Friday, February 20, 2015

More Bergy Bits: DIY Lowered Footpegs on the Husaberg FE390

Lowered by 1.5 inches...screw 7mm!
One of the interesting things that all bike owners get to do is modify and customize their ride to suit themselves.  I had a DR650 which I resprung, de-weighted and lowered the footpegs on (with the help of a friend who could weld).  While re-springing the big Suzuki was amazing, lowering the pegs was the best and cheapest mod I did.  It boosted my riding ability more than any other mod has ever done before or since. It transformed my confidence on slower more technical sections and, together with bar risers, made it much more comfortable to stand on the pegs.  Of course lowering the centre of gravity didn't hurt either; in fact, it was amazing how much easier the big bike was to navigate through quite technical areas at walking speed.

The original steel pegs (ktm footpeg 590.03.041.250)
The Husaberg has much more ground clearance than the old DR, and being a very compact bike, it can be cramped in the cockpit for a 6 footer wanting to stand on the pegs for long periods of time and ride dual-sport.  Not only that, but standing on the pegs gives the impression of being in helicopter. Not that the bike notices at all; it's my neurosis.  So, after riding for a year, I decided, rather than buy some risers, a high bar, and re-thread all the cables and hydraulics, it would be simpler to buy some lower pegs.
But, on looking around there are only a few aftermarket products out there.  They are slick, look nice, come in anodized blue or orange aluminum (depending on your cool-aid of choice), but they only offer a whopping 7mm of adjustment down by using a "collar".  7mm?  That won't even defer the height gain from my new boots.  For this you pay in $189 US before shipping, duty and taxes. Call it $250 CDN, or if you like $35 per mm.


So there was only one thing for it, a pegoplasty or peg-reduction if you like.  The exact opposite of those pecker augmentation emails Andy keeps getting.  [edit:  Hey, don't knock it--those augmentation devices worked for me! ~Andy]  First, I thought about making an extension bracket that would slot into the original bodywork and hang lower, but that would be very hard to stabilize as the peg is held with a large-bore clevis pin with only split-pin securing it.  The pegs would waggle.  Not the thing when slopping through mud or balancing on that log.   Then I happened across a guy who has done the same thing on his KTM 990.  Oh yeah, they use the same pegs as all the other KTM/Husa/Husky products out there - ktm footpeg 590.03.041.250.  Actually it's stamped right on the peg.  So I looked that up...$60 per peg. That was my insurance.  I would cut the pegs themselves, get a plate welded in, and weld the peg back together.  If I didn't like it, then I could always buy original (or aftermarket - $35 per mm...ouch) pegs again without having screwed up the bracket.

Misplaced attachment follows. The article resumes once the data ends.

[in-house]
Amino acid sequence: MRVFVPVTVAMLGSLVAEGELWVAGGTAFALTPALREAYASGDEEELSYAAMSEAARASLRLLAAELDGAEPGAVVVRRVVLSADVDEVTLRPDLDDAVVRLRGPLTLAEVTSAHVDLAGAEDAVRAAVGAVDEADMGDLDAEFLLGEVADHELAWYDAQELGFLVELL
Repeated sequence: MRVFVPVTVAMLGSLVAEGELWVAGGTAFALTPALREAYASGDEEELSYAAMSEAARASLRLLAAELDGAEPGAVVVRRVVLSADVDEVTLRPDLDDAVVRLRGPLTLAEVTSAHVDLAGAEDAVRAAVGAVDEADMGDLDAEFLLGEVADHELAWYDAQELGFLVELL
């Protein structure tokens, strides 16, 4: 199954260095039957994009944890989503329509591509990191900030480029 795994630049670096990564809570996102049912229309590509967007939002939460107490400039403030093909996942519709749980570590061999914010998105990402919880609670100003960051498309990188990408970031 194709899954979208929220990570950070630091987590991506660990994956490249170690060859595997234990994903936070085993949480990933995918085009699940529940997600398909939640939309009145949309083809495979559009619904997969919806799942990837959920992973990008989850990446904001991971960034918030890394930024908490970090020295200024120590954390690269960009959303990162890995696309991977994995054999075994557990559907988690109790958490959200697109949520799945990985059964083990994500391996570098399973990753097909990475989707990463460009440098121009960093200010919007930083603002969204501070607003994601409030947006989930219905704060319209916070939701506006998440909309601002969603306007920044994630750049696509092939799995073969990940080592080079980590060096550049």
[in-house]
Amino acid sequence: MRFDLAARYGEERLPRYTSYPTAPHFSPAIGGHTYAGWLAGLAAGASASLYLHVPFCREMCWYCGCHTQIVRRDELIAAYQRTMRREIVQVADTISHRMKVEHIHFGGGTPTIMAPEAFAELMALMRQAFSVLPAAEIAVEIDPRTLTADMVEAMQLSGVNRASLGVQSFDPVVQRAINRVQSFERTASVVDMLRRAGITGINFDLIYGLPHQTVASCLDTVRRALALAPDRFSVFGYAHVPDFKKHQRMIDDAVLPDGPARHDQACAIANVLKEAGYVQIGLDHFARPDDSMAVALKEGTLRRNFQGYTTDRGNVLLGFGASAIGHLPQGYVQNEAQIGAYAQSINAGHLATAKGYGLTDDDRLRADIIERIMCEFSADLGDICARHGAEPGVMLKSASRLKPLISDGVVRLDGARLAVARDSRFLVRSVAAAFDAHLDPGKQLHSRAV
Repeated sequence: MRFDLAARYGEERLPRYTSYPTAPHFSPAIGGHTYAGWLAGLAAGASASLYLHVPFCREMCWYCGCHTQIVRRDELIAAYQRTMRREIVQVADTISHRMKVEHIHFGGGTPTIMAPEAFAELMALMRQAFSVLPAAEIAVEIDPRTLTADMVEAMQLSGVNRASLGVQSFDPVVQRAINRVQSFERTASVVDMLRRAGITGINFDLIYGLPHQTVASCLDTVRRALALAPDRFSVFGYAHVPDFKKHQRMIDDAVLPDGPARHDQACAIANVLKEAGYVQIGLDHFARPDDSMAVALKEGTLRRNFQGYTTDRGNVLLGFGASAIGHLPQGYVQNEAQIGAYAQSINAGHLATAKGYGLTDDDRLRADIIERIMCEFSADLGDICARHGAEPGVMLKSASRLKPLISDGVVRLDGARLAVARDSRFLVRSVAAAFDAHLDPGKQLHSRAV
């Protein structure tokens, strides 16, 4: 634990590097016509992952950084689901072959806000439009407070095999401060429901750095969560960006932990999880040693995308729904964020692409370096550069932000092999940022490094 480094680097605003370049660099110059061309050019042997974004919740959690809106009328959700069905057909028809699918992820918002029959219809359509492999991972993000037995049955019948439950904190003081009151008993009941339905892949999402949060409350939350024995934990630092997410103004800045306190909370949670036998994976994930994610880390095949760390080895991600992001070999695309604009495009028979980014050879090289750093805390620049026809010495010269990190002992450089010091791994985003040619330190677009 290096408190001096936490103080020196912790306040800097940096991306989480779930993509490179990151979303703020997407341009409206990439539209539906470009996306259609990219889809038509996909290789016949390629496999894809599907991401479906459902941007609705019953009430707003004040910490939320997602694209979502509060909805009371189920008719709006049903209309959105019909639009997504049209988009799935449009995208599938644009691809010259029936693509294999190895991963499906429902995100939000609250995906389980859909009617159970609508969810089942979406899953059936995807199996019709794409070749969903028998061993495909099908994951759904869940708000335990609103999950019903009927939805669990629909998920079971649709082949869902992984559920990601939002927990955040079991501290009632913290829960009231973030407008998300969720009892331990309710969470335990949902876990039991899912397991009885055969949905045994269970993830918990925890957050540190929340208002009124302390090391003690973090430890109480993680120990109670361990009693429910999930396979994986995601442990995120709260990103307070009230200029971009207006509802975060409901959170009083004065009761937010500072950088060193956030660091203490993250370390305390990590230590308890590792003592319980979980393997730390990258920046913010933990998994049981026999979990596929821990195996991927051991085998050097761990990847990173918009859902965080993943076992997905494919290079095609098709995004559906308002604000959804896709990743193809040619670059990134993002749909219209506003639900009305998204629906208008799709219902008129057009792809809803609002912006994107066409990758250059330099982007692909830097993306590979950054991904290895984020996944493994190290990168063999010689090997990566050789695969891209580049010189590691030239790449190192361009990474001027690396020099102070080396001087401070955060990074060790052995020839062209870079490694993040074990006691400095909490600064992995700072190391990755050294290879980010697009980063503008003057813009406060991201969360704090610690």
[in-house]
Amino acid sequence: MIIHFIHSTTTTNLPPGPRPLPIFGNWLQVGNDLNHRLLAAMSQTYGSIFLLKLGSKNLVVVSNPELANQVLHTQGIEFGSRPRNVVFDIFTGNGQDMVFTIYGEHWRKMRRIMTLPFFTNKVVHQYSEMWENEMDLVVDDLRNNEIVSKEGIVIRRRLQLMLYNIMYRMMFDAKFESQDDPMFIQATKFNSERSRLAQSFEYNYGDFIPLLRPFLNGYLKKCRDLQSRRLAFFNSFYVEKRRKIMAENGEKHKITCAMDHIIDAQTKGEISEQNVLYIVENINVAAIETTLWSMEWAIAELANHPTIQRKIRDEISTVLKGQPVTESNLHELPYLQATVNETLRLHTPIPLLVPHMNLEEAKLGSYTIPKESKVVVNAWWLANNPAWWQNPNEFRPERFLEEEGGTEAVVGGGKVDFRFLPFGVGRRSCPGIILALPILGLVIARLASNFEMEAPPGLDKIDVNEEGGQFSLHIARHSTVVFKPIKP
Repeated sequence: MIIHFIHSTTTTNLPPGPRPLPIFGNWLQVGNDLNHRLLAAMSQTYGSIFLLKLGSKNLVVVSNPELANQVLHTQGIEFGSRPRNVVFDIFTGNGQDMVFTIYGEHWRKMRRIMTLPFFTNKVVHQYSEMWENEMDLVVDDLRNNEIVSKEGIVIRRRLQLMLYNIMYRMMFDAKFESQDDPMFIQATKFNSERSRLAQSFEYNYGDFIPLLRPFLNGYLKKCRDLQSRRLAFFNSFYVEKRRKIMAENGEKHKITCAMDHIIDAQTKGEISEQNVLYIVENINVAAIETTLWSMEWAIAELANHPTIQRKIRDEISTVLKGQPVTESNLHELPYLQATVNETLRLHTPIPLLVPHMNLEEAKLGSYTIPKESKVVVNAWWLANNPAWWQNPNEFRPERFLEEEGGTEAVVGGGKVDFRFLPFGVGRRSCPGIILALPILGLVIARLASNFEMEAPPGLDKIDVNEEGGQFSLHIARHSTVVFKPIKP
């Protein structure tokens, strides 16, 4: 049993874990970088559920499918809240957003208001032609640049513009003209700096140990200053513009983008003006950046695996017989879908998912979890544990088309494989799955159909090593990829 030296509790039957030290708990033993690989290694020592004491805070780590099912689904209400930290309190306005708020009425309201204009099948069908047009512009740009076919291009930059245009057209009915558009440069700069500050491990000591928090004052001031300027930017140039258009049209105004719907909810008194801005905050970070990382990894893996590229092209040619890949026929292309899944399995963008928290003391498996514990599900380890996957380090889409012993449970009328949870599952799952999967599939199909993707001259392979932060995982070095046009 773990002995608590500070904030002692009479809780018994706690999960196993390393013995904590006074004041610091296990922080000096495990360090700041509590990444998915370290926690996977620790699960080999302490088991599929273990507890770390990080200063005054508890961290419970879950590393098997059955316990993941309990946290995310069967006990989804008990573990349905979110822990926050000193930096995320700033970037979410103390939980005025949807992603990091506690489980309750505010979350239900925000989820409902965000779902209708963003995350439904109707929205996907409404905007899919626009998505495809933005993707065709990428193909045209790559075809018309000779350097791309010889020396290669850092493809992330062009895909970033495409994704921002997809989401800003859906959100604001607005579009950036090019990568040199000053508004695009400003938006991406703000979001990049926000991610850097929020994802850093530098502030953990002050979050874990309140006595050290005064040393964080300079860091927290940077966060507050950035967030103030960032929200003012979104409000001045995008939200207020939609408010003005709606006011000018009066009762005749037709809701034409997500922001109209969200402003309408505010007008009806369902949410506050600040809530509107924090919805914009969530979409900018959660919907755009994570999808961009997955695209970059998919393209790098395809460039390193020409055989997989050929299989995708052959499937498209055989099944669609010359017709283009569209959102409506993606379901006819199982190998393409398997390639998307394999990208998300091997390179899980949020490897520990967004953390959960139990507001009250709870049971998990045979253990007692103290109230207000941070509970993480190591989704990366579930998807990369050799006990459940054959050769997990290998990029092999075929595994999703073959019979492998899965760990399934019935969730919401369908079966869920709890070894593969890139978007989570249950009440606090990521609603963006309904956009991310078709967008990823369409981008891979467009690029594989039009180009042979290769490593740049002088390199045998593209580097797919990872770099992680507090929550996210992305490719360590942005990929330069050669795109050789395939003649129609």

Despite what Andy's mum told him, that is what 1.5 inches looks like.  When I got the pegs back, because of where I had directed them to cut, they had these serrations on the bracket.  They would not be nice on my boots, so I ground them off.

Grinding the serrations off...Something I wouldn't have had to do if I had them cut the bracket off the peg, rather than the peg off the bracket...but what fun would that have been?  Now I can look at these in the knowledge, that in some small way, I helped fabricate them...I could over time, even exaggerate and take all the credit...No, only the Welsh would stoop.
Then I sat on the bike, pondered, measured some more and fabricated some wooden "pegs" at approximately the what felt like the right height and measured.  1.5 inches lower would do it.  My legs would be somewhat straighter, I would not feel like I was lurching over the bars when standing. Not only that, my centre of gravity would be lower.

Wish I could weld like that.  Heck, I wish could weld!
But there are other, more serious considerations to worry about: the pegs must be no lower than the bash plate, the rear brake pedal must be able to be adjusted low enough, and the side stand must clear the port peg...I turns out that lowering the pegs by 1.5 inches is the absolute maximum that you can manage while meeting all of those criteria.

A 1.5 inch plate welded in place.  Top serrations removed.
So after that long-winded ramble, here are the shots of the finished product.  Thank you Nanaimo Sheet Metal - precision cut, plate inserted and, critically, welded back together at exactly the right angle (no not 90 degrees!).  I furnished them with the link above and they did the rest.  $100 for both. Money well spent?  Only time will tell.

Grinding finished.

Above and below.  Mounted on the bike.

Above and Below: brake pedal adjusted fully low with specified 5mm play.

I haven't ridden with it yet, but I am very pleased with the results so far.  I'll mount my new rear (ouch that sounds awkward) and let you know how it goes...  Maybe some more finagling with shifter and brake, but that can be fun too!

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